I was researching how lawyers, courts distinguish cases and I came across this article: https://plato.stanford.edu/entries/legal-reas-prec/index.html#PreLayDowRul. It says that cases can be distinguished by a later court based on the following constraints:
(1) in formulating the ratio of the later case, the factors in the ratio of the earlier case must be retained, and (2) the ruling in the later case must be such that it would still support the result reached in the precedent case.
It also says that cases can be distinguished "even though those facts do not feature in the ratio of the earlier case."
This article also points out that "this power is not merely given to courts of the same level of authority as the one laying down the precedent (as is the case with overruling), but is given to every court lower in the judicial hierarchy."
Is this reasoning valid? Doesn't this go against the doctrine of stare decisis?
Kmiec, Keenan. The Origin and Current Meanings of "Judicial Activism", California Law Review (2004): Some instances of disregarding precedent are almost universally considered inappropriate. For example, in a rare showing of unity in a Supreme Court opinion discussing judicial activism, Justice Stevens wrote that a circuit court "engaged in an indefensible brand of judicial activism" when it "refused to follow" a "controlling precedent" of the Supreme Court. The rule that lower courts should abide by controlling precedent, sometimes called "vertical precedent," can safely be called settled law. It appears to be equally well accepted that the act of disregarding vertical precedent qualifies as one kind of judicial activism. "Horizontal precedent," the doctrine requiring a court "to follow its own prior decisions in similar cases," is a more complicated and debatable matter....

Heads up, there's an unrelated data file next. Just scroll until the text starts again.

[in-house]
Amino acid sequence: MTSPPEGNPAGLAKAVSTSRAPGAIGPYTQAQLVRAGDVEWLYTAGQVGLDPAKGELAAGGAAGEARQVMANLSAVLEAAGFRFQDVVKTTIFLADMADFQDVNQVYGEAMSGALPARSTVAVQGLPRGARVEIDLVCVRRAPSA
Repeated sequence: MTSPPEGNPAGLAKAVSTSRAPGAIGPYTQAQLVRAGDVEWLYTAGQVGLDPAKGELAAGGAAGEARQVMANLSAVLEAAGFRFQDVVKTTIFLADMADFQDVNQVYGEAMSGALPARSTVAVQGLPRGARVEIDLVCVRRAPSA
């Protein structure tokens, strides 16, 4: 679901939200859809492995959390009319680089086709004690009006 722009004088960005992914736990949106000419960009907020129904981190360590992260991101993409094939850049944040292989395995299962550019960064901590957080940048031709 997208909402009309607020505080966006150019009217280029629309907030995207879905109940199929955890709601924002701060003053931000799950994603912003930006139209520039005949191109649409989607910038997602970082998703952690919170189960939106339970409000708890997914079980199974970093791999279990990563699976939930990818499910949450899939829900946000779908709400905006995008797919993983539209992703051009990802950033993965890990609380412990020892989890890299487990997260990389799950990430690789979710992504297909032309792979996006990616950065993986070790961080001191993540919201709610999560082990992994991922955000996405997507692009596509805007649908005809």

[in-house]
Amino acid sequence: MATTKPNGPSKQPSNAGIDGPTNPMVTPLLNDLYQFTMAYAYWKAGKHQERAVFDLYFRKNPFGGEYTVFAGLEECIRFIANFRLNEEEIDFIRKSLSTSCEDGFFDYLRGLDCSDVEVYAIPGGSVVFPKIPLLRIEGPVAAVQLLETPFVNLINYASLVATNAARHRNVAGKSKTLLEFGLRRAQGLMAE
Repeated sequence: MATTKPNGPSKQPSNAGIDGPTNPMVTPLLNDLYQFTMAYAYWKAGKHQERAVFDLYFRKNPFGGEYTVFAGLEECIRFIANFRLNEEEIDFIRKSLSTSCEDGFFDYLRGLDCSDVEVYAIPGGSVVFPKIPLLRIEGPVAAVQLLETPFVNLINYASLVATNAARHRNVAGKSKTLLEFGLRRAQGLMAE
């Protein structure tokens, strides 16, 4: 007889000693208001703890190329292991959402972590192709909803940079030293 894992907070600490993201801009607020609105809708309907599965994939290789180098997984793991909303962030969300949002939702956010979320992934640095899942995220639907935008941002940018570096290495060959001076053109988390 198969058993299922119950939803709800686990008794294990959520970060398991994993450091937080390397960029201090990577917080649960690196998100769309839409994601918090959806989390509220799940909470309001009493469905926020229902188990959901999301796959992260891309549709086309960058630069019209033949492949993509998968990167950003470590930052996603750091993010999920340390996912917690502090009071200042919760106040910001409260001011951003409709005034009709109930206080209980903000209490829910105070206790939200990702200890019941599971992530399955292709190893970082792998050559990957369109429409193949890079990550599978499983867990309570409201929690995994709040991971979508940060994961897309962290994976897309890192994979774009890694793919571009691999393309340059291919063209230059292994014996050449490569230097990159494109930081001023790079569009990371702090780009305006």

Does the below from the article:
this power is not merely given to courts of the same level of authority as the one laying down the precedent (as is the case with overruling), but is given to every court lower in the judicial hierarchy.
conflict with what stare decisis is?
How can lower courts avoid a controlling precedent and not follow settled law as pointed out by Justice Stevens? Am I interpreting what the author is saying correctly? Can the lower courts add factors to the ratio of the earlier decision such that the result would be the same as in the earlier case and then distinguish seemingly like cases?